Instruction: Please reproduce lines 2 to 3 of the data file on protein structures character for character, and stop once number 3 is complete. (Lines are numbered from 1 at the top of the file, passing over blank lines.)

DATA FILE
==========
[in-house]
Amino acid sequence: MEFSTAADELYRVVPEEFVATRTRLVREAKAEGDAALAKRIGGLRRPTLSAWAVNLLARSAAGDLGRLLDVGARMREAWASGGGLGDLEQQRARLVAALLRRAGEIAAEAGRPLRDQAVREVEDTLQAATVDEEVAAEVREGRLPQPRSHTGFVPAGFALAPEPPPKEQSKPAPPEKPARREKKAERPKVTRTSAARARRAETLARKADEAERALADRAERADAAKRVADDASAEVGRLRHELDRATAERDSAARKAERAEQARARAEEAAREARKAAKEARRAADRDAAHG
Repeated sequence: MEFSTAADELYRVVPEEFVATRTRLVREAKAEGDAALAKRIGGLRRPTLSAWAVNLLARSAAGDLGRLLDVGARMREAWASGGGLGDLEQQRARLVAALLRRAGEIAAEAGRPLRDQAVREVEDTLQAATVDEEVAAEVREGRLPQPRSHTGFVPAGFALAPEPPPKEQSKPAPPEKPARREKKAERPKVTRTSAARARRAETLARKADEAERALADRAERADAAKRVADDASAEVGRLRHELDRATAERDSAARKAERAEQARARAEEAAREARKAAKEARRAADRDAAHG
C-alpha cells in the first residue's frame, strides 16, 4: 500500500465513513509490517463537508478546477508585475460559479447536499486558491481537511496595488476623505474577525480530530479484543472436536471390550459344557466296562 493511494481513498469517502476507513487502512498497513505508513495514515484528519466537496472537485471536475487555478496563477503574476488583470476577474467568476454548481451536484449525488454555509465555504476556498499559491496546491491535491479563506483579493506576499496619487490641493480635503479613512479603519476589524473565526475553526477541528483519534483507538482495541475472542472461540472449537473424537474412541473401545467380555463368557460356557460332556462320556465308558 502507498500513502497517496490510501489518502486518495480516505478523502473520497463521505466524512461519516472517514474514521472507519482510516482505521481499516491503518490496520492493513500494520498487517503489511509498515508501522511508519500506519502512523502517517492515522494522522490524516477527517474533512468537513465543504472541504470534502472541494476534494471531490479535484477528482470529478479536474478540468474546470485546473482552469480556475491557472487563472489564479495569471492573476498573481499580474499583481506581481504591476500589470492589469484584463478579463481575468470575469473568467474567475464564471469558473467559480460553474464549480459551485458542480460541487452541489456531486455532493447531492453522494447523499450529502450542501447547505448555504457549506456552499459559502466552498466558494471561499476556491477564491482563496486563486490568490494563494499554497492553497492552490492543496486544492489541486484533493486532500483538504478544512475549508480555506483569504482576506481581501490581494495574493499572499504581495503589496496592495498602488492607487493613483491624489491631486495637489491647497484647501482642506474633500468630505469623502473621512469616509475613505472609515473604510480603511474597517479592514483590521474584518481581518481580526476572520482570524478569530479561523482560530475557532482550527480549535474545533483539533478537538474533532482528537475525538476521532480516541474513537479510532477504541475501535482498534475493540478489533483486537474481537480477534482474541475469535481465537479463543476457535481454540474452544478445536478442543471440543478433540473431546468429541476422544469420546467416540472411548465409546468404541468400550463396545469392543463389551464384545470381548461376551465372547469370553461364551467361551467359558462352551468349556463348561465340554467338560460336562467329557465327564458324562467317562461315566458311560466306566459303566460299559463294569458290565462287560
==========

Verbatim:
Amino acid sequence: MEFSTAADELYRVVPEEFVATRTRLVREAKAEGDAALAKRIGGLRRPTLSAWAVNLLARSAAGDLGRLLDVGARMREAWASGGGLGDLEQQRARLVAALLRRAGEIAAEAGRPLRDQAVREVEDTLQAATVDEEVAAEVREGRLPQPRSHTGFVPAGFALAPEPPPKEQSKPAPPEKPARREKKAERPKVTRTSAARARRAETLARKADEAERALADRAERADAAKRVADDASAEVGRLRHELDRATAERDSAARKAERAEQARARAEEAAREARKAAKEARRAADRDAAHG
Repeated sequence: MEFSTAADELYRVVPEEFVATRTRLVREAKAEGDAALAKRIGGLRRPTLSAWAVNLLARSAAGDLGRLLDVGARMREAWASGGGLGDLEQQRARLVAALLRRAGEIAAEAGRPLRDQAVREVEDTLQAATVDEEVAAEVREGRLPQPRSHTGFVPAGFALAPEPPPKEQSKPAPPEKPARREKKAERPKVTRTSAARARRAETLARKADEAERALADRAERADAAKRVADDASAEVGRLRHELDRATAERDSAARKAERAEQARARAEEAAREARKAAKEARRAADRDAAHG